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Djorgovski (2008) Machina Coelestis: Computationally Enabled, Data Intensive Astronomy for the 21st Century 1h 14m (Requires Internet Explorer)
VideoLectures.net: Currently about 100+ video lectures on the topic of data-mining, some of which are particularly relevant to astronomy. See in particular Aleksandar Lazarevic’s tutorial on Data-Mining for Anomoly Detection, and Gabriel Wachman’s Kernels for Periodic Time Series Arising in Astronomy.
AstronomyCast Episode 118: Sky Surveys (2008). From the show notes: “In the old days, astronomers had to beg for telescope time. They’d put together a proposal, convince observatories to gather data for them, crunch that data and release the results. No telescope, no results. But everything’s different now. Fleets of robotic telescopes constantly scan the skies, building up a vast database of raw data about the Universe. Anyone who wants can access the information through the Internet, download what they need to do real science. No telescope necessary. Let’s look at the development of sky surveys, and how they’re changing how astronomy gets done.”
Presentations & Tutorials
Sloan Digital Sky Survey Data Release 7 Tutorials: “These pages provide detailed worked examples of SDSS data retrieval using the various interfaces provided. In addition, we provide discussions of how to access and read some of the unusual file types used in the survey, and perform certain operations, such as calibration.”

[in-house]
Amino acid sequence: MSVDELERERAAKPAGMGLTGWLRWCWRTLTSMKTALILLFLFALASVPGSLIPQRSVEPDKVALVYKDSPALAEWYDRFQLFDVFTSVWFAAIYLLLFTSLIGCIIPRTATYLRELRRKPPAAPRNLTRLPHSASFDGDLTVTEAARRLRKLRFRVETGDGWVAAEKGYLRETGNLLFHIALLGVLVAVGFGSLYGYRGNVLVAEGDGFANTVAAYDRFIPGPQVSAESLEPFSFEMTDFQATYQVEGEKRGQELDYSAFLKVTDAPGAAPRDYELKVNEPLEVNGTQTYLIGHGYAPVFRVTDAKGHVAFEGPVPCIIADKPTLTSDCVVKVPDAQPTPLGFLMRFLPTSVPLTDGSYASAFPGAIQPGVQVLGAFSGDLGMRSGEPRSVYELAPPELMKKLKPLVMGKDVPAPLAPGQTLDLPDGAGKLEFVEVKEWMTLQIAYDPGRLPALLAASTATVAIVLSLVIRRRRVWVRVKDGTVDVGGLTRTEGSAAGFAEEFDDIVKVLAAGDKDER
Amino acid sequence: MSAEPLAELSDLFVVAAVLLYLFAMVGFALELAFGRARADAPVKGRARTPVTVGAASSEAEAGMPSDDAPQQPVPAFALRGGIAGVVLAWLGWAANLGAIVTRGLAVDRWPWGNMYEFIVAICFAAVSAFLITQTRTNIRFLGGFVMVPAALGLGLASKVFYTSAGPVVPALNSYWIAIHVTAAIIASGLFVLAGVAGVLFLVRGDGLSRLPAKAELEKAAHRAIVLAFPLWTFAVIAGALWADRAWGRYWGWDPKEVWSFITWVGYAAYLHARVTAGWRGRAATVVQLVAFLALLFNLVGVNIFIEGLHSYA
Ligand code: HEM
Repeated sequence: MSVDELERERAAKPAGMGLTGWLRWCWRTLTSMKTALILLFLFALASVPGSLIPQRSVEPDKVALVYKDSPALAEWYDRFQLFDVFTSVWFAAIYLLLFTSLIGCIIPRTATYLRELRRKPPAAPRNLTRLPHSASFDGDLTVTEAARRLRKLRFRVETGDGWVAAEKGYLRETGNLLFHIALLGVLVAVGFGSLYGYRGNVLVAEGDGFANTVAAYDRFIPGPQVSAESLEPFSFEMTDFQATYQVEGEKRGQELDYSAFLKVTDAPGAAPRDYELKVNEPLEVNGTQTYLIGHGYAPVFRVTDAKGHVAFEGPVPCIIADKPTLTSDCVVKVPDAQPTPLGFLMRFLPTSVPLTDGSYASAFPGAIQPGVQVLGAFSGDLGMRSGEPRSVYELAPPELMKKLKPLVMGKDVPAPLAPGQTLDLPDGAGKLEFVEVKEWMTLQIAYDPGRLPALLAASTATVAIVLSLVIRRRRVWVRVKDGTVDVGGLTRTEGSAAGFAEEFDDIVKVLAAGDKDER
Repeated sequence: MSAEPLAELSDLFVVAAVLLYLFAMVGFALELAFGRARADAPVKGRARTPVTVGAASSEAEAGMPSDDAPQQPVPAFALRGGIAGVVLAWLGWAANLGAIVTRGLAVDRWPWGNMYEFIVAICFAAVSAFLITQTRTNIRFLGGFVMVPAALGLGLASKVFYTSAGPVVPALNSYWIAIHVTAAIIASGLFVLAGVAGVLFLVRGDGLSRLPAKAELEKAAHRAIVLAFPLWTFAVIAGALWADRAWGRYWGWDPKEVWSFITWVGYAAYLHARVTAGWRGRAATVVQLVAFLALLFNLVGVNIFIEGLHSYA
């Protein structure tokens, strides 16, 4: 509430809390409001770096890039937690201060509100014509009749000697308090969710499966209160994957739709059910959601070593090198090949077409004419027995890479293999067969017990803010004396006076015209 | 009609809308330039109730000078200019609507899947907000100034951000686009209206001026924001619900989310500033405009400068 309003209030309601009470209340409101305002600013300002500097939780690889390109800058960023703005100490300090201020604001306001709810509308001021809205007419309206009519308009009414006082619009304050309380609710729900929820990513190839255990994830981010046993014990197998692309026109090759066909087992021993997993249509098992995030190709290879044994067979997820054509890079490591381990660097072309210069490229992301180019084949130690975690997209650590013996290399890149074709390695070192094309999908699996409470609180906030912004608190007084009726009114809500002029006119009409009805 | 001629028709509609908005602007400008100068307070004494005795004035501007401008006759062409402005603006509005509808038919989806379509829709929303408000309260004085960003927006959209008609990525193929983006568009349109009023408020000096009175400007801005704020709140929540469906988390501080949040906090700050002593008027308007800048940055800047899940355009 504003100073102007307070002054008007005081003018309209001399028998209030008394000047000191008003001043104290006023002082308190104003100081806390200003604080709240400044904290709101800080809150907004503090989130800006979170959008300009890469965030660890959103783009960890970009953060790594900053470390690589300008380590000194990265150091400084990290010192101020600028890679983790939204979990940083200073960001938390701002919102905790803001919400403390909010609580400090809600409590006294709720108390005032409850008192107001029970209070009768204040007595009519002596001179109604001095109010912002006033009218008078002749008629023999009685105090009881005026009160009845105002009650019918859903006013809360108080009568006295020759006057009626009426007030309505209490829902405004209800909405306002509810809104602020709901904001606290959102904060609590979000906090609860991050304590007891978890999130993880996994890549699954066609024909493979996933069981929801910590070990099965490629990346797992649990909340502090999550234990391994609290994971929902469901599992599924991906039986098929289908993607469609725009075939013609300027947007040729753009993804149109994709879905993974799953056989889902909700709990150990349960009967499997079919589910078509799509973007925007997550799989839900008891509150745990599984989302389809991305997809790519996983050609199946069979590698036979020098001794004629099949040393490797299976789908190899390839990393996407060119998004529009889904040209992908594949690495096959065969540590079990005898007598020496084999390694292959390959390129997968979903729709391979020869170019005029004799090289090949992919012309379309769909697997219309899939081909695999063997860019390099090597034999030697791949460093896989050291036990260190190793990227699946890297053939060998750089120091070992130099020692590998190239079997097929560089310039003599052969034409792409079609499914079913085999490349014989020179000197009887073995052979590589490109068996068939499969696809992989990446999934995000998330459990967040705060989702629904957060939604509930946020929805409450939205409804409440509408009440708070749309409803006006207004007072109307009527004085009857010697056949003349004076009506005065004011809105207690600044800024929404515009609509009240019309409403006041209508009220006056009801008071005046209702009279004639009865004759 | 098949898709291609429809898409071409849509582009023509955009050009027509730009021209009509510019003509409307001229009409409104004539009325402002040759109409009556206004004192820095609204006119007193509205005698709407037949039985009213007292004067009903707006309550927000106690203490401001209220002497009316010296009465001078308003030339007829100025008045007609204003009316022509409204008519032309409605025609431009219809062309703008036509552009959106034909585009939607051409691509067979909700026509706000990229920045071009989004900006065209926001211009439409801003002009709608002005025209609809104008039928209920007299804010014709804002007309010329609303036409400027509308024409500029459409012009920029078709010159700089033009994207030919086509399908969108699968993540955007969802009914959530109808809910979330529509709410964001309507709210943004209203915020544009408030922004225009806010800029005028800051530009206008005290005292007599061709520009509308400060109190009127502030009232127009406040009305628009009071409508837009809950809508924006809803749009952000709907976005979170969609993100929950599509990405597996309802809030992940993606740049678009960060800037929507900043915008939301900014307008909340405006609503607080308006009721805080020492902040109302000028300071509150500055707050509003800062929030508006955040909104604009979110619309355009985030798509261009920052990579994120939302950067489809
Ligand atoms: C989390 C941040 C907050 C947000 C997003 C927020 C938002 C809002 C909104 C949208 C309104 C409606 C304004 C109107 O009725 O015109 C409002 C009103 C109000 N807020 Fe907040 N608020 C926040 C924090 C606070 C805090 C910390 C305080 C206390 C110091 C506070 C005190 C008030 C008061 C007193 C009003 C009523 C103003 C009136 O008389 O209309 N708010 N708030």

ADASS XX, Boston MA, USA November 7-11, 2010: Provides a forum for scientists and developers concerned with algorithms, software and software systems employed in the acquisition, reduction, analysis, and dissemination of astronomical data. The program will include invited talks, contributed oral and display papers, tutorials user group meetings and special interest group meetings (called BOFs).
KDD-2010, Washington D.C., USA (July 25-28, 2010)
Astroinformatics2010, Pasadena CA, June 16-19, 2010
[Conference archives contain video and pdf-formatted slides from each session. See the conference agenda as a cross-reference.]
dotAstronomy / Astronomy and the new media, Cardiff University UK, September 22-24, 2008. [Contains a number of video presentations specifically relevant to data-mining astronomical data.]
Machine Learning, Andrew Ng, Stanford University, 20 Tracks (Requires iTunes)